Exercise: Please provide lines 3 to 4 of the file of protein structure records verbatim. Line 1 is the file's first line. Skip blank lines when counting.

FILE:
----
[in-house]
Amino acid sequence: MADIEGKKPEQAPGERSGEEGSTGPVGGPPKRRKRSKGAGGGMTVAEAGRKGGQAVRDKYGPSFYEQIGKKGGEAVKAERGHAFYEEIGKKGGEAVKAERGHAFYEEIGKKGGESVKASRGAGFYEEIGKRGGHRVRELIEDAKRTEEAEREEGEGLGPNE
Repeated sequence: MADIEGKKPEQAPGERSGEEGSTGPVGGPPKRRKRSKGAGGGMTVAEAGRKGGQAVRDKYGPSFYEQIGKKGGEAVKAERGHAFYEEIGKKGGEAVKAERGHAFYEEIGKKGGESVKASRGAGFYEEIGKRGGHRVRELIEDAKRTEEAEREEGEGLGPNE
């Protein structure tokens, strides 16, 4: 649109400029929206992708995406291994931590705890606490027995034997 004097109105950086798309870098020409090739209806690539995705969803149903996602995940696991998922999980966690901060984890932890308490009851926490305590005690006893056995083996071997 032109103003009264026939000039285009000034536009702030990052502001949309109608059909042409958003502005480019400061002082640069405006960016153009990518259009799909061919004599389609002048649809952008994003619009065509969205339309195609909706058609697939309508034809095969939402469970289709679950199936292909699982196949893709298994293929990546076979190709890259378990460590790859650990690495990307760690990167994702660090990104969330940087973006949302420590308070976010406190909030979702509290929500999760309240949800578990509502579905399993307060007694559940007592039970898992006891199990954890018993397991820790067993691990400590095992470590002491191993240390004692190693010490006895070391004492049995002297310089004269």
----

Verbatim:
Repeated sequence: MADIEGKKPEQAPGERSGEEGSTGPVGGPPKRRKRSKGAGGGMTVAEAGRKGGQAVRDKYGPSFYEQIGKKGGEAVKAERGHAFYEEIGKKGGEAVKAERGHAFYEEIGKKGGESVKASRGAGFYEEIGKRGGHRVRELIEDAKRTEEAEREEGEGLGPNE
């Protein structure tokens, strides 16, 4: 649109400029929206992708995406291994931590705890606490027995034997 004097109105950086798309870098020409090739209806690539995705969803149903996602995940696991998922999980966690901060984890932890308490009851926490305590005690006893056995083996071997 032109103003009264026939000039285009000034536009702030990052502001949309109608059909042409958003502005480019400061002082640069405006960016153009990518259009799909061919004599389609002048649809952008994003619009065509969205339309195609909706058609697939309508034809095969939402469970289709679950199936292909699982196949893709298994293929990546076979190709890259378990460590790859650990690495990307760690990167994702660090990104969330940087973006949302420590308070976010406190909030979702509290929500999760309240949800578990509502579905399993307060007694559940007592039970898992006891199990954890018993397991820790067993691990400590095992470590002491191993240390004692190693010490006895070391004492049995002297310089004269």